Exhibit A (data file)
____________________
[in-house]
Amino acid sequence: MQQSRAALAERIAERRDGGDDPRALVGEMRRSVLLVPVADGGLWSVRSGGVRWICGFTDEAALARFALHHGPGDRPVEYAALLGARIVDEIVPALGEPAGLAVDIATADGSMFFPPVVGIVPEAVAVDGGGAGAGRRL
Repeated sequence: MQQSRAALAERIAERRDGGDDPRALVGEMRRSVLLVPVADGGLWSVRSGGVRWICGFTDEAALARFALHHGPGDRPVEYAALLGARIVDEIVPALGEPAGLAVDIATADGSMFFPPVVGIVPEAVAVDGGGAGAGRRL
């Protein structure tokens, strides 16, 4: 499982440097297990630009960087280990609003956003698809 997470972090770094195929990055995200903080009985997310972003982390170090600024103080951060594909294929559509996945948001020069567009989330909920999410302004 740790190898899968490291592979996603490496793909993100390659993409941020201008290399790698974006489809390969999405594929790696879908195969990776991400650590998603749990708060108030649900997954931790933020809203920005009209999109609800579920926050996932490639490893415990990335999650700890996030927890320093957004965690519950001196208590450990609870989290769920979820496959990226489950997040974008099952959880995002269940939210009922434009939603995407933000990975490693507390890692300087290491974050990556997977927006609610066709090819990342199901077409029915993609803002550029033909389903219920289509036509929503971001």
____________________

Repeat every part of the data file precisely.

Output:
[in-house]
Amino acid sequence: MQQSRAALAERIAERRDGGDDPRALVGEMRRSVLLVPVADGGLWSVRSGGVRWICGFTDEAALARFALHHGPGDRPVEYAALLGARIVDEIVPALGEPAGLAVDIATADGSMFFPPVVGIVPEAVAVDGGGAGAGRRL
Repeated sequence: MQQSRAALAERIAERRDGGDDPRALVGEMRRSVLLVPVADGGLWSVRSGGVRWICGFTDEAALARFALHHGPGDRPVEYAALLGARIVDEIVPALGEPAGLAVDIATADGSMFFPPVVGIVPEAVAVDGGGAGAGRRL
């Protein structure tokens, strides 16, 4: 499982440097297990630009960087280990609003956003698809 997470972090770094195929990055995200903080009985997310972003982390170090600024103080951060594909294929559509996945948001020069567009989330909920999410302004 740790190898899968490291592979996603490496793909993100390659993409941020201008290399790698974006489809390969999405594929790696879908195969990776991400650590998603749990708060108030649900997954931790933020809203920005009209999109609800579920926050996932490639490893415990990335999650700890996030927890320093957004965690519950001196208590450990609870989290769920979820496959990226489950997040974008099952959880995002269940939210009922434009939603995407933000990975490693507390890692300087290491974050990556997977927006609610066709090819990342199901077409029915993609803002550029033909389903219920289509036509929503971001």